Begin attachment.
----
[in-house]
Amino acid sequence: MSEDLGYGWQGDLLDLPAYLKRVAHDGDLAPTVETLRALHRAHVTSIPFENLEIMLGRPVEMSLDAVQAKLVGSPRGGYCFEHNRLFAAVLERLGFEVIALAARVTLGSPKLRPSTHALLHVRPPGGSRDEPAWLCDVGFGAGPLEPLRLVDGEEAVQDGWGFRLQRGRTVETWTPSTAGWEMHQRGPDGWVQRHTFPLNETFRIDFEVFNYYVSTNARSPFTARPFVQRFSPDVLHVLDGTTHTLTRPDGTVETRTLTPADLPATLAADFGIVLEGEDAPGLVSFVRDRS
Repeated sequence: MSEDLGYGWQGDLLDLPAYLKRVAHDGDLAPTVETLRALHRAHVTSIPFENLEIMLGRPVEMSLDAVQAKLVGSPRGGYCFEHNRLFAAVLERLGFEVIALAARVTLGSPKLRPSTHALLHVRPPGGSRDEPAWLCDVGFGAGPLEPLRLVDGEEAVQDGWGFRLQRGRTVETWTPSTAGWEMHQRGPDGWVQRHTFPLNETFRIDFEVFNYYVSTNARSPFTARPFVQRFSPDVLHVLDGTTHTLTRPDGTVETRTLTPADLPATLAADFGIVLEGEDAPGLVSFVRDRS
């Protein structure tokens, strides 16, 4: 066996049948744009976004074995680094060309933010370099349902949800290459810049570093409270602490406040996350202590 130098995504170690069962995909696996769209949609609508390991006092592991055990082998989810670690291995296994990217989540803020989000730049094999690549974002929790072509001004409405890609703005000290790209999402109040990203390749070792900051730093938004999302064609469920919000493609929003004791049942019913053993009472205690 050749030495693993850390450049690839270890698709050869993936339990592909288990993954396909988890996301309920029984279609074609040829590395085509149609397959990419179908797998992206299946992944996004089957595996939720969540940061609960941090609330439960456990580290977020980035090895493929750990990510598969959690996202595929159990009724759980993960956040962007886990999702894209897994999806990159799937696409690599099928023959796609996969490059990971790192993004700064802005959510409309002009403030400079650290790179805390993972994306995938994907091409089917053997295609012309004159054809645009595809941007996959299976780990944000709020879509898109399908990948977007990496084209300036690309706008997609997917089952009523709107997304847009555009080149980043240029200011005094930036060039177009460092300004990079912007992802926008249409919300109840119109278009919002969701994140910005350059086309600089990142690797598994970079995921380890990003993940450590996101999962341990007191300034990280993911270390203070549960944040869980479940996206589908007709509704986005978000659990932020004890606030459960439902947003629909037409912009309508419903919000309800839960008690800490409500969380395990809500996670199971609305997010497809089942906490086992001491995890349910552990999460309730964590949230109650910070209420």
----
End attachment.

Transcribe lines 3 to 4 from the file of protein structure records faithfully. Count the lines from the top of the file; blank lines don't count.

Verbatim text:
Repeated sequence: MSEDLGYGWQGDLLDLPAYLKRVAHDGDLAPTVETLRALHRAHVTSIPFENLEIMLGRPVEMSLDAVQAKLVGSPRGGYCFEHNRLFAAVLERLGFEVIALAARVTLGSPKLRPSTHALLHVRPPGGSRDEPAWLCDVGFGAGPLEPLRLVDGEEAVQDGWGFRLQRGRTVETWTPSTAGWEMHQRGPDGWVQRHTFPLNETFRIDFEVFNYYVSTNARSPFTARPFVQRFSPDVLHVLDGTTHTLTRPDGTVETRTLTPADLPATLAADFGIVLEGEDAPGLVSFVRDRS
């Protein structure tokens, strides 16, 4: 066996049948744009976004074995680094060309933010370099349902949800290459810049570093409270602490406040996350202590 130098995504170690069962995909696996769209949609609508390991006092592991055990082998989810670690291995296994990217989540803020989000730049094999690549974002929790072509001004409405890609703005000290790209999402109040990203390749070792900051730093938004999302064609469920919000493609929003004791049942019913053993009472205690 050749030495693993850390450049690839270890698709050869993936339990592909288990993954396909988890996301309920029984279609074609040829590395085509149609397959990419179908797998992206299946992944996004089957595996939720969540940061609960941090609330439960456990580290977020980035090895493929750990990510598969959690996202595929159990009724759980993960956040962007886990999702894209897994999806990159799937696409690599099928023959796609996969490059990971790192993004700064802005959510409309002009403030400079650290790179805390993972994306995938994907091409089917053997295609012309004159054809645009595809941007996959299976780990944000709020879509898109399908990948977007990496084209300036690309706008997609997917089952009523709107997304847009555009080149980043240029200011005094930036060039177009460092300004990079912007992802926008249409919300109840119109278009919002969701994140910005350059086309600089990142690797598994970079995921380890990003993940450590996101999962341990007191300034990280993911270390203070549960944040869980479940996206589908007709509704986005978000659990932020004890606030459960439902947003629909037409912009309508419903919000309800839960008690800490409500969380395990809500996670199971609305997010497809089942906490086992001491995890349910552990999460309730964590949230109650910070209420």